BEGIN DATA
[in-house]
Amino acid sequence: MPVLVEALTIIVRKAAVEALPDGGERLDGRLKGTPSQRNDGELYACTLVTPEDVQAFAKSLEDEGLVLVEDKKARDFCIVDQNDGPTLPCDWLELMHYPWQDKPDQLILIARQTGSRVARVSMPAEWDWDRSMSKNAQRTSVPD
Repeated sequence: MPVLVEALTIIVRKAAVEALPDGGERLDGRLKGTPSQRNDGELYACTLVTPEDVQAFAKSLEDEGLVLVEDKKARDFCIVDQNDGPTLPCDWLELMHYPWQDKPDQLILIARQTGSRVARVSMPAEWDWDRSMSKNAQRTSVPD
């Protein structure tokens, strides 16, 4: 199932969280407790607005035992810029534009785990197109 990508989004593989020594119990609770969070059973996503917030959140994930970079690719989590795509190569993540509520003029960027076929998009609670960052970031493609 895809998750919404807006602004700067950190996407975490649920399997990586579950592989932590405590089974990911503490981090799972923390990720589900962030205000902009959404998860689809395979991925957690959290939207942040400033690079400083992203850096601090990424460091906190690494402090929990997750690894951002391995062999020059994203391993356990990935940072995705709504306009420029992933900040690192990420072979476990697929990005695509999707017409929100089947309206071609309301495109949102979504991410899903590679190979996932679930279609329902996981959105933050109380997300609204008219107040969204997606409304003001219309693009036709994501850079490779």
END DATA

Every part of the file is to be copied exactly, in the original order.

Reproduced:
[in-house]
Amino acid sequence: MPVLVEALTIIVRKAAVEALPDGGERLDGRLKGTPSQRNDGELYACTLVTPEDVQAFAKSLEDEGLVLVEDKKARDFCIVDQNDGPTLPCDWLELMHYPWQDKPDQLILIARQTGSRVARVSMPAEWDWDRSMSKNAQRTSVPD
Repeated sequence: MPVLVEALTIIVRKAAVEALPDGGERLDGRLKGTPSQRNDGELYACTLVTPEDVQAFAKSLEDEGLVLVEDKKARDFCIVDQNDGPTLPCDWLELMHYPWQDKPDQLILIARQTGSRVARVSMPAEWDWDRSMSKNAQRTSVPD
């Protein structure tokens, strides 16, 4: 199932969280407790607005035992810029534009785990197109 990508989004593989020594119990609770969070059973996503917030959140994930970079690719989590795509190569993540509520003029960027076929998009609670960052970031493609 895809998750919404807006602004700067950190996407975490649920399997990586579950592989932590405590089974990911503490981090799972923390990720589900962030205000902009959404998860689809395979991925957690959290939207942040400033690079400083992203850096601090990424460091906190690494402090929990997750690894951002391995062999020059994203391993356990990935940072995705709504306009420029992933900040690192990420072979476990697929990005695509999707017409929100089947309206071609309301495109949102979504991410899903590679190979996932679930279609329902996981959105933050109380997300609204008219107040969204997606409304003001219309693009036709994501850079490779």